Facet Syndrome After Transfacet Decompression
Hi, I’m Dr. Tony Mork, board-certified orthopedic spine surgeon, endoscopic spine specialist over the past 14 years, having dedicated my practice exclusively to endoscopic spine surgery during that period of time for the treatment of chronic neck and back pain.
Today I would like to talk about a case that I saw in the office earlier this year and then more recently. This is a case where spinal pain mapping really helped me to identify the pain generators originally and then once again when the pain recurred.
In this particular situation, this is an 82-year-old gentleman with spondylosis throughout the lumbar spine, multilevel stenosis, and a very small area (maybe 1 or 2 cm in diameter) of really local or focal back pain, 6 cm to the left of midline at about the L3-4 level. When I saw this gentleman, I didn’t exactly know what it was. I really got a sense it was stenosis in the foraminal canals.
On CT of his lumbar spine you get a sense of what I am talking about here. In this case you can see that we have multilevel degenerative disc disease, almost complete loss of the disc, bone-on-bone contact and spurs on the back at every level. So, he has it everywhere and oddly enough, less at L5-S1 than the other levels. He has foraminal stenosis that also occurs at each of these levels that correspond exactly with these type of findings.
OK, so here is the clinical story: Eighty-two-years old, pain particularly with golfing and with lateral bending. Multilevel stenosis and degenerative disc disease is seen, and so I decided that since the pain was so focal in nature, over to the left of midline, that it may have been stenosis affecting an exiting nerve root. I did a selective nerve root block at the L3 nerve root as it exited at L3-4 and got 100% relief of his pain. I did not continue the diagnostics any further than that.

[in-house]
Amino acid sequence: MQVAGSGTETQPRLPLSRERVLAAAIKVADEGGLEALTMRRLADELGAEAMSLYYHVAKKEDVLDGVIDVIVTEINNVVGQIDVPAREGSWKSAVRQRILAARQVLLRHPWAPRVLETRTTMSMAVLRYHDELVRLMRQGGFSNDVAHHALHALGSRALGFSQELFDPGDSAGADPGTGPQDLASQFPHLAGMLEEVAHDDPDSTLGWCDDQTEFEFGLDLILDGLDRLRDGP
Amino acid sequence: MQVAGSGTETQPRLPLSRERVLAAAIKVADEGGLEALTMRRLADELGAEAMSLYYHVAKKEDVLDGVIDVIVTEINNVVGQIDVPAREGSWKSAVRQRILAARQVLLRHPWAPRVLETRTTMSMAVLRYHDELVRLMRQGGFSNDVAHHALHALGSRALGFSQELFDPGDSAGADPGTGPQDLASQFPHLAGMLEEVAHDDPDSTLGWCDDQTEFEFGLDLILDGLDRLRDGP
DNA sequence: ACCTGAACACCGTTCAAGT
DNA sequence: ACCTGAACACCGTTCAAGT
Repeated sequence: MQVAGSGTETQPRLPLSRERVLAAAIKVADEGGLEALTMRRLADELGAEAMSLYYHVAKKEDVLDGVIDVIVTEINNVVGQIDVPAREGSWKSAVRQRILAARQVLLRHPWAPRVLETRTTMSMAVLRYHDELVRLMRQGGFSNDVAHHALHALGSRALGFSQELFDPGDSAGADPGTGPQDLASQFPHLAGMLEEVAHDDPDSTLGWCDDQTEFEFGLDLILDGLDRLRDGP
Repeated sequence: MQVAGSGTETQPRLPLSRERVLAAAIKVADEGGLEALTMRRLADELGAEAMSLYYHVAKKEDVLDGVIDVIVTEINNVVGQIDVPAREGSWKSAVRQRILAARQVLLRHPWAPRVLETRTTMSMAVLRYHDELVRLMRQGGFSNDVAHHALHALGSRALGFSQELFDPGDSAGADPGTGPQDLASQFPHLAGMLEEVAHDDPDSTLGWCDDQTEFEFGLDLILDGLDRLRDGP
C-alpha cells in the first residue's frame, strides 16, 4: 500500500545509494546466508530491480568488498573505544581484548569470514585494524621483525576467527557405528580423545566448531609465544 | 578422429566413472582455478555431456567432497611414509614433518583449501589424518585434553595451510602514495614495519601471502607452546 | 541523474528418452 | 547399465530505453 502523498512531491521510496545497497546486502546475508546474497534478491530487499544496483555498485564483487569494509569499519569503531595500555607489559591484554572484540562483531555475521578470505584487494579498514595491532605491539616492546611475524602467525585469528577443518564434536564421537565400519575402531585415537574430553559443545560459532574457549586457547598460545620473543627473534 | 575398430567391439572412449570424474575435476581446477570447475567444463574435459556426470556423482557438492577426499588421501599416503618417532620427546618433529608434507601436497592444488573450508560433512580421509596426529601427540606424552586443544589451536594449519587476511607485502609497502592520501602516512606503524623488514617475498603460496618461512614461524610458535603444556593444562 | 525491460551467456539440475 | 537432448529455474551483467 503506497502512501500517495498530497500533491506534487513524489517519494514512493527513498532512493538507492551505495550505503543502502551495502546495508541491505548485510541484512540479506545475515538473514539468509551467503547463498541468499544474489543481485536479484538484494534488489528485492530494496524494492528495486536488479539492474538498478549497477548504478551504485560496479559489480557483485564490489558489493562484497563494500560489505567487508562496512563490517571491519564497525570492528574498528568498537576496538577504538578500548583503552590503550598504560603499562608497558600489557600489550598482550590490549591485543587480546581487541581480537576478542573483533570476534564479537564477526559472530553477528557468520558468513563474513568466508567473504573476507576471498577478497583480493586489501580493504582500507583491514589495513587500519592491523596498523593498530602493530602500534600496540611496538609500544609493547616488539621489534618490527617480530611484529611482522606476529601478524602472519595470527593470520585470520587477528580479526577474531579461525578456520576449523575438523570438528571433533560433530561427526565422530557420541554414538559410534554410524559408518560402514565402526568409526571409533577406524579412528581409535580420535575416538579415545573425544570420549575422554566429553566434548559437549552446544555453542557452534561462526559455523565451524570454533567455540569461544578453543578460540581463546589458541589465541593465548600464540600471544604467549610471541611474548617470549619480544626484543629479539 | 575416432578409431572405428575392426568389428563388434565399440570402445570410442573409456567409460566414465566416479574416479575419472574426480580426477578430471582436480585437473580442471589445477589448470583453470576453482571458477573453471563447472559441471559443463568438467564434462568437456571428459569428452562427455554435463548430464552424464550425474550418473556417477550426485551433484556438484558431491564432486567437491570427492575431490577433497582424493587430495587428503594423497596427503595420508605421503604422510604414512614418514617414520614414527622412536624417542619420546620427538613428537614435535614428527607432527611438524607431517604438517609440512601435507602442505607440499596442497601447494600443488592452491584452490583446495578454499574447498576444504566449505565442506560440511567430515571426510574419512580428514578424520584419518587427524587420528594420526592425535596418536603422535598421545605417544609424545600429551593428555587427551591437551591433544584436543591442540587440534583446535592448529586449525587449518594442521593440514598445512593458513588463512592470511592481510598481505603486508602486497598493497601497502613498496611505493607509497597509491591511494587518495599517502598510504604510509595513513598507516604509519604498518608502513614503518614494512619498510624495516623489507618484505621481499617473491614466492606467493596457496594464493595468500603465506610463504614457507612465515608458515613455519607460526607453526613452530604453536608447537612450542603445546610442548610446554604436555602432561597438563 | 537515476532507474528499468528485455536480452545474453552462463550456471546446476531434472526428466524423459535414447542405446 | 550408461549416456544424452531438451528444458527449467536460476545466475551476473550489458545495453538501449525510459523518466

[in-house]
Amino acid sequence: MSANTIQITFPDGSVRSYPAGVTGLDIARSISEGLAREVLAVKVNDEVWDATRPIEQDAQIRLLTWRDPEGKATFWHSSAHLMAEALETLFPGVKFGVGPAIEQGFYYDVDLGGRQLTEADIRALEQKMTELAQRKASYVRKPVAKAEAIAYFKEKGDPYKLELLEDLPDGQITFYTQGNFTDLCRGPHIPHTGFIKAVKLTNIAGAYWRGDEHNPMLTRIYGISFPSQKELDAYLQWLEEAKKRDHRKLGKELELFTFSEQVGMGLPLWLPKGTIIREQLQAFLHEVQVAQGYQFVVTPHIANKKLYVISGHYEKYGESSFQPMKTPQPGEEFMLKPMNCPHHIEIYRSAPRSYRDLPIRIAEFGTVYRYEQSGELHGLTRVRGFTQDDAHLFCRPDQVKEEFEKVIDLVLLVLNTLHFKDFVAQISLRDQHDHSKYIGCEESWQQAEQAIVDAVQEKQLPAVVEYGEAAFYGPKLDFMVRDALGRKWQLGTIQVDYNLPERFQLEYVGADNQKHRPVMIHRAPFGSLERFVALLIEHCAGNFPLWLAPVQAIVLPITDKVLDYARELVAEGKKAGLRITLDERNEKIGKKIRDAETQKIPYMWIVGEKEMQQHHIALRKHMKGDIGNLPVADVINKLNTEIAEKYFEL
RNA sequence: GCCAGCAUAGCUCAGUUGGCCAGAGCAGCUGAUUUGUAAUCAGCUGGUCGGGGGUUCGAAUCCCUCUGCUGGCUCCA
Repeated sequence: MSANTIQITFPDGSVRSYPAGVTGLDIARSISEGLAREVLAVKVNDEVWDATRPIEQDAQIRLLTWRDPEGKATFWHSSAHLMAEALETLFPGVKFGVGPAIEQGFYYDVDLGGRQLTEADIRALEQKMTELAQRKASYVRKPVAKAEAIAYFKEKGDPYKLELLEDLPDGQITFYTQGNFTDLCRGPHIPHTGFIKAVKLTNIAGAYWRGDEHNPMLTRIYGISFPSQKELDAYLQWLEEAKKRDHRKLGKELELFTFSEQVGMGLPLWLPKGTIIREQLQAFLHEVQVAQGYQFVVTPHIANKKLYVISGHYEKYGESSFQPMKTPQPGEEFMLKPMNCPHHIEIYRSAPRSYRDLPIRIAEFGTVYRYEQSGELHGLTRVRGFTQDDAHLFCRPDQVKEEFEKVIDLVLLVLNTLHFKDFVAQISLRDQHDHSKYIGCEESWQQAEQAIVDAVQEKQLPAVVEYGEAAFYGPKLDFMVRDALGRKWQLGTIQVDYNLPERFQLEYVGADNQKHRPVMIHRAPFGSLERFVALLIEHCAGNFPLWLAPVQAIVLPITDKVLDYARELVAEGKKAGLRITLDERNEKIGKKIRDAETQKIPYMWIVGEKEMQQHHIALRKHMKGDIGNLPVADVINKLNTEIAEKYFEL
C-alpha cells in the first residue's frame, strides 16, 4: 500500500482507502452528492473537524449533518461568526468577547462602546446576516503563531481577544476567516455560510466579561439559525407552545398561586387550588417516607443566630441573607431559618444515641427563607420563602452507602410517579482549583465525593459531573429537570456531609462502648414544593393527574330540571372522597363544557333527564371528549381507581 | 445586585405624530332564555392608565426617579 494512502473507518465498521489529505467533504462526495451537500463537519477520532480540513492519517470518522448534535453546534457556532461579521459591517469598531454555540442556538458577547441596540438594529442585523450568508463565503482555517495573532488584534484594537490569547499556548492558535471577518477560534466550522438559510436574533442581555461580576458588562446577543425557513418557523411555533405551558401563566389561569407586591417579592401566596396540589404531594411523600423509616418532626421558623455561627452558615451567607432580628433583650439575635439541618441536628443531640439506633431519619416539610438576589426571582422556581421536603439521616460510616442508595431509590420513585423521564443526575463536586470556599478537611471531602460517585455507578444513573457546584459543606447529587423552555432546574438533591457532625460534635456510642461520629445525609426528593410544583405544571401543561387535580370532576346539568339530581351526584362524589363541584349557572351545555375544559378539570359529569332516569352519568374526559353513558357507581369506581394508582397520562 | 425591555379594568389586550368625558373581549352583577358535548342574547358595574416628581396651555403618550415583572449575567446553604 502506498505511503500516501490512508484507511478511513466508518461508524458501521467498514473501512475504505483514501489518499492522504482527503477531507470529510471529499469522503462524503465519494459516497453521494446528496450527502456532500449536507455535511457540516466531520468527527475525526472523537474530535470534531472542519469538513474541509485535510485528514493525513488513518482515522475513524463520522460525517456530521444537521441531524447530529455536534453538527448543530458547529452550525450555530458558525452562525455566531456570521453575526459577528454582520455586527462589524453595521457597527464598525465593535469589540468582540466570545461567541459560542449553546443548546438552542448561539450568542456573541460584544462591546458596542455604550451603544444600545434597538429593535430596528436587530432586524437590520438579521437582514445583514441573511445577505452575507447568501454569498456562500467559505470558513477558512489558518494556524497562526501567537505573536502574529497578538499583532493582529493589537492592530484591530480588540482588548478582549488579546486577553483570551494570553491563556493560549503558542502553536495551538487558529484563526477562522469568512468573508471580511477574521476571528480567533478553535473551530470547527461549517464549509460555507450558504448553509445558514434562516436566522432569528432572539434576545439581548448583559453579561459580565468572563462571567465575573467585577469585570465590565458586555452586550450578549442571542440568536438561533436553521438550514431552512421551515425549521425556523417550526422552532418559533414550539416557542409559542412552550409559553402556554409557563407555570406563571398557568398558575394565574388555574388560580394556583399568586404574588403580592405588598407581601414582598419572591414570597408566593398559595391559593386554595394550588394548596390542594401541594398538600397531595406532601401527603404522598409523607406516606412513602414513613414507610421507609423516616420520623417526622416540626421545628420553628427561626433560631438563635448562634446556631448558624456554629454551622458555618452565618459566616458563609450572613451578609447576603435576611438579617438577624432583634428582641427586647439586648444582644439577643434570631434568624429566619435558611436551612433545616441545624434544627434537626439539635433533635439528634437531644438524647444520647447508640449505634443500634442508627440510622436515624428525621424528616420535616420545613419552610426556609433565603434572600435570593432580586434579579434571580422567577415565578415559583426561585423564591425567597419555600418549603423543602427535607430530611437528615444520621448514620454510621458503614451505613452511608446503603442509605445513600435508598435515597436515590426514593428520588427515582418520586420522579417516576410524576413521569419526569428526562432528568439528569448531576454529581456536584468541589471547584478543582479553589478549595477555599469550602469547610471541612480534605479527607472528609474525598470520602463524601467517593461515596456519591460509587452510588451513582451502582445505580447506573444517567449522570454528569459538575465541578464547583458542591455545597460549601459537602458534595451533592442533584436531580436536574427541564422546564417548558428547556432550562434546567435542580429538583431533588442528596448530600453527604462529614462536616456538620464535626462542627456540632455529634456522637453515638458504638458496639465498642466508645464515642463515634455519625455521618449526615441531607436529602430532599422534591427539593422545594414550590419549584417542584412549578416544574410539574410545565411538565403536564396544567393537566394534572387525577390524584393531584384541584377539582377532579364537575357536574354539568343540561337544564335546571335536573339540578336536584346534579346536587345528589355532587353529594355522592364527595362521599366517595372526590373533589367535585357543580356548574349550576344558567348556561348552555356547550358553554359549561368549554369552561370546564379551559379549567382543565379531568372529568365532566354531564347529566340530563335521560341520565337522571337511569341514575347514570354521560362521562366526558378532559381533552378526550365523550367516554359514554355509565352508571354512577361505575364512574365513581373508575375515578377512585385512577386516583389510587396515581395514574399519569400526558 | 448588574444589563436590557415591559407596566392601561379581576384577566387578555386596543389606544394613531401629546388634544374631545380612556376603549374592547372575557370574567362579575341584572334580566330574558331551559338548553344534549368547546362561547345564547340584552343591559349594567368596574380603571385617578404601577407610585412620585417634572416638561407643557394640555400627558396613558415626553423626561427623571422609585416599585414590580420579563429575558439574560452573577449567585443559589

With that, I did an endoscopic transforaminal decompression which I will show you right now. So, as we see here on the left-hand side there is a transfacet decompression of the foraminal canal, L3-4. The transfacet decompression is seen here at L3-4 as well, and just take note of the other areas of significant foraminal stenosis at L2-3, L4-5 and L5-S1 certainly. This surgery gave him really complete relief of his pain for about three months, and then he started to develop a slow, steady increase of left low back pain in the same area as before. So I told him, I said let’s go back and do some more spinal pain mapping, and this time I thought, well I’ll just give the facet joint a try. I didn’t really think it was the facets because the pain was so local and so focal, but I tried the facets. Sure enough, as we look at here in the picture, injecting 1% xylocaine mixed with some Depo-Medrol into the base of the transverse processes above and below the area of pain and then let him move around like he was playing golf and doing some lateral bending at the time of the injection, he had complete relief of his pain. So my final diagnosis was again facet syndrome after a successful decompression of the foraminal canal at L3-4. This is going to be a perfect case for a Wolf endoscopic facet rhizotomy in the event that his pain returns. So far it has been about a month or six weeks, and his pain has not come back after the blocks that were performed at that time.
Well, what have we learned here? Number one, I think spinal pain mapping is a great thing to do, even after a primary surgery which worked fairly well for just a few months, but I think we had a complicating situation of facet syndrome. So, what else have I learned about this?
1. Certainly it looks like a selective nerve root block maybe was responsible for blocking a portion of facet pain initially, and that is why he got partial relief with the transfacet decompression and then had a return of his facet pain.
2. I think spinal pain mapping is a great technique, especially if you are anticipating doing a possible surgery; and again I think it reproduces what the patient will experience after getting a rhizotomy using the Wolf endoscope in this particular case.
3. I think this shows again how asymptomatic, very significant foraminal stenosis can be when people have this back pain, which can just be from the facets themselves.